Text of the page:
Send to

Choose Destination
J Biol Chem. 2004 Mar 26;279(13):13256-64. Epub 2004 Jan 13.

Oxidative modifications and down-regulation of ubiquitin carboxyl-terminal hydrolase L1 associated with idiopathic Parkinson's and Alzheimer's diseases.

Author information

Department of Pharmacology, Center for Neurodegenerative Disease, Emory University School of Medicine, 1510 Clifton Road, Atlanta, GA 30322, USA.


Alzheimer's disease (AD) and Parkinson's disease (PD) are the two most common neurodegenerative diseases that occur either in relatively rare, familial forms or in common, sporadic forms. The genetic defects underlying several monogenic familial forms of AD and PD have recently been identified, however, the causes of other AD and PD cases, particularly sporadic cases, remain unclear. To gain insights into the pathogenic mechanisms involved in AD and PD, we used a proteomic approach to identify proteins with altered expression levels and/or oxidative modifications in idiopathic AD and PD brains. Here, we report that the protein level of ubiquitin carboxyl-terminal hydrolase L1 (UCH-L1), a neuronal de-ubiquitinating enzyme whose mutation has been linked to an early-onset familial PD, is down-regulated in idiopathic PD as well as AD brains. By using a combination of two-dimensional gel electrophoresis and mass spectrometry, we have identified three human brain UCH-L1 isoforms, a full-length form and two amino-terminally truncated forms. Our proteomic analyses reveal that the full-length UCH-L1 is a major target of oxidative damage in AD and PD brains, which is extensively modified by carbonyl formation, methionine oxidation, and cysteine oxidation. Furthermore, immunohistochemical studies show that prominent UCH-L1 immunostaining is associated with neurofibrillary tangles and that the level of soluble UCH-L1 protein is inversely proportional to the number of tangles in AD brains. Together, these results provide evidence supporting a direct link between oxidative damage to the neuronal ubiquitination/de-ubiquitination machinery and the pathogenesis of sporadic AD and PD.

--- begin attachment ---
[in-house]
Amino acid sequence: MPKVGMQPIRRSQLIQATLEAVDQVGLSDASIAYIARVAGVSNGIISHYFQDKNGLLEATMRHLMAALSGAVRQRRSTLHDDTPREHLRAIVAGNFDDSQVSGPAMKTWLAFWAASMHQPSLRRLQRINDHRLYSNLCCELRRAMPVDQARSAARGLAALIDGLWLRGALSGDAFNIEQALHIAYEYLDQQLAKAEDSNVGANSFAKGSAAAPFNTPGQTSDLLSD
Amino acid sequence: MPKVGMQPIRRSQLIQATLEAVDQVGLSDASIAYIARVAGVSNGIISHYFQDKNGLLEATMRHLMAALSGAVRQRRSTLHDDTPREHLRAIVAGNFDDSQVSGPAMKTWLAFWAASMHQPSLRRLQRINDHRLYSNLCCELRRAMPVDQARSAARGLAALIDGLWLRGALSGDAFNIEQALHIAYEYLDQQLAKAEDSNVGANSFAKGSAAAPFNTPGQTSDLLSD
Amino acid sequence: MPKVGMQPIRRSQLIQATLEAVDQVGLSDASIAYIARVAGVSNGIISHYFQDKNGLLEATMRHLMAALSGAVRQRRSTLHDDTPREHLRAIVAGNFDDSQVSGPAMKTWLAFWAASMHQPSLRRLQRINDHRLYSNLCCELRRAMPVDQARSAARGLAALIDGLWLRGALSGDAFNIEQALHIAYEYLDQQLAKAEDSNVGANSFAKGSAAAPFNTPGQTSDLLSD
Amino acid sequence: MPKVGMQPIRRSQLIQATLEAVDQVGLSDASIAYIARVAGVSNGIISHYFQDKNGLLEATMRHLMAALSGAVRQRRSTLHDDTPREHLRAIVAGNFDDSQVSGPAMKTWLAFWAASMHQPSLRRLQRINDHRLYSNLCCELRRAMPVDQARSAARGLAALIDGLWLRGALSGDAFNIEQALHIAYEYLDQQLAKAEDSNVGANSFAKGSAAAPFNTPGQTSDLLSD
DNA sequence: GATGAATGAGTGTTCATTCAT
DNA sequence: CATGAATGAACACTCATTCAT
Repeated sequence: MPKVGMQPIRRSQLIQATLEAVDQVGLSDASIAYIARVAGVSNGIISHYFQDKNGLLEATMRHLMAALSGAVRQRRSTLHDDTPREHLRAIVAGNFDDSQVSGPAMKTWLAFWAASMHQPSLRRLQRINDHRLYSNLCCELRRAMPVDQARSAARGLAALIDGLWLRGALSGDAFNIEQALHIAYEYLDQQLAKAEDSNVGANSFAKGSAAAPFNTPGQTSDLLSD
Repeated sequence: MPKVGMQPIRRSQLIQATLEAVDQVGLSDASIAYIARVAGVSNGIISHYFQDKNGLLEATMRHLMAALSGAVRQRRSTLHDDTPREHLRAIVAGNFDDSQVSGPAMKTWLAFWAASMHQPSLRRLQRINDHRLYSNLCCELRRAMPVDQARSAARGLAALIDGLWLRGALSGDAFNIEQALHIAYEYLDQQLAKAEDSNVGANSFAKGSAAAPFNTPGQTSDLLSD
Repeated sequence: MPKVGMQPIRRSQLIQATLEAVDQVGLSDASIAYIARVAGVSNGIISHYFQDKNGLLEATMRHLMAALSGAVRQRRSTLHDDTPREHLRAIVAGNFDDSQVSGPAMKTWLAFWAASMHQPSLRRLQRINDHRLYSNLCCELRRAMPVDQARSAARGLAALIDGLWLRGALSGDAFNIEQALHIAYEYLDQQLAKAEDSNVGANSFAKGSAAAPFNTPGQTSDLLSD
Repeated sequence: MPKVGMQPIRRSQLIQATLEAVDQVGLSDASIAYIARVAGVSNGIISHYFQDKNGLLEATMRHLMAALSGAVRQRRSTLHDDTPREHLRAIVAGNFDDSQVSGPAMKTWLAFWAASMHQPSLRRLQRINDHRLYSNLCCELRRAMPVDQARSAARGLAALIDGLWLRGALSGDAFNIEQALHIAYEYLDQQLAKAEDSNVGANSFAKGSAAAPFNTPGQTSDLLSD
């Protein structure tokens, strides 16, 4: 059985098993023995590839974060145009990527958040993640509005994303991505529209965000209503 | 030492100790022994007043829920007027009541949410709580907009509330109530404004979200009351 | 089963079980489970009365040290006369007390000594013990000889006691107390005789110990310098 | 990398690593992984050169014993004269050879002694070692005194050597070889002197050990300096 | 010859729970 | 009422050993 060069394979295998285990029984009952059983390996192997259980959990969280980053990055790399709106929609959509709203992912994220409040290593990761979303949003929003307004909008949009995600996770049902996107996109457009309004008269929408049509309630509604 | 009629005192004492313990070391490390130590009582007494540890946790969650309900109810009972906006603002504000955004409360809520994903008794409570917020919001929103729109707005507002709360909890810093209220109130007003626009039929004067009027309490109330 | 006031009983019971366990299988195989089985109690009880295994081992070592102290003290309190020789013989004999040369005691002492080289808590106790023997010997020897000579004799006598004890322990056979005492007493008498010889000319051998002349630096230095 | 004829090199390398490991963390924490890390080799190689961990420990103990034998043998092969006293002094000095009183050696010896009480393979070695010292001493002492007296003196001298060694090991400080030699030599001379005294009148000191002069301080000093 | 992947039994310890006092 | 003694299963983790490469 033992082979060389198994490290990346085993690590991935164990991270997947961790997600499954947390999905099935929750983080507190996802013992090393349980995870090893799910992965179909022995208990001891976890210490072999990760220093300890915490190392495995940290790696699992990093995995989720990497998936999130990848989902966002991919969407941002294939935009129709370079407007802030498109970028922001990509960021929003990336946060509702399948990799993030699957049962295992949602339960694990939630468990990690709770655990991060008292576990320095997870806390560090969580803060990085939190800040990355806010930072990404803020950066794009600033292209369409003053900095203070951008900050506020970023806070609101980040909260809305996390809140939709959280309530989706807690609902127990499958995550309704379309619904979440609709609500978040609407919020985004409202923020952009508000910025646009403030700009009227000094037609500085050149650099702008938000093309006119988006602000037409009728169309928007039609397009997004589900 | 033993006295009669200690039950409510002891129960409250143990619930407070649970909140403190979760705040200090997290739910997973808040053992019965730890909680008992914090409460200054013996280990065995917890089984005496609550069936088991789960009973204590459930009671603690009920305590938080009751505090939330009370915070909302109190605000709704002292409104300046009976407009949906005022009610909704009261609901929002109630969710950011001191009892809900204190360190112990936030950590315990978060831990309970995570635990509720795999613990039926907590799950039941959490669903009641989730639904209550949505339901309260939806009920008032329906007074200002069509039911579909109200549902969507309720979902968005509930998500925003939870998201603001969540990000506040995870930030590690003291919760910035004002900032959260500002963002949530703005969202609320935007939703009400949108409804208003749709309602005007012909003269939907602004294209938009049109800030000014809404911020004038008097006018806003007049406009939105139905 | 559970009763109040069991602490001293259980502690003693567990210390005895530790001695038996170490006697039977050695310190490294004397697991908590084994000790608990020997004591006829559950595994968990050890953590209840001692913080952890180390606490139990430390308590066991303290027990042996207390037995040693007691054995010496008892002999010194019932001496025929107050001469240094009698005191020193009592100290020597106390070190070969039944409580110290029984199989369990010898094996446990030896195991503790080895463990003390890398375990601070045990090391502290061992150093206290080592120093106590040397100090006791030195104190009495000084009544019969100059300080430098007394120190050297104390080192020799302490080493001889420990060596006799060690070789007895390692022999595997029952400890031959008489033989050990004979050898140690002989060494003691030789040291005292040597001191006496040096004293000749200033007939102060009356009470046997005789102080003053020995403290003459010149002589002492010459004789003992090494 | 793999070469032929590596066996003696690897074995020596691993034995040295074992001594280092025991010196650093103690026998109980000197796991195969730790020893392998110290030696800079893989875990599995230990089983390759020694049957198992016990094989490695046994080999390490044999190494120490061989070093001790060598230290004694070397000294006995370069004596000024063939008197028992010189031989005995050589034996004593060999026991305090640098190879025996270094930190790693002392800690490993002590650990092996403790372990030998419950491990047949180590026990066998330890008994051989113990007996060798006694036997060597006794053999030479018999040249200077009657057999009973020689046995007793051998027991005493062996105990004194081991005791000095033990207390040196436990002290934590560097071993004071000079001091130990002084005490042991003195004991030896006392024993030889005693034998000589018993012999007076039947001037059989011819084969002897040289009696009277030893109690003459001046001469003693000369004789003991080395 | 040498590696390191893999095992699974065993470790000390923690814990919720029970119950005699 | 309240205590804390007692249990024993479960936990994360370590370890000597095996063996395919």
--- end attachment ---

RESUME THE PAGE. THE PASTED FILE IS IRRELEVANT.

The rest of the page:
[Indexed for MEDLINE]
Free full text

Supplemental Content

Full text links

Icon for HighWire
Loading ...
Support Center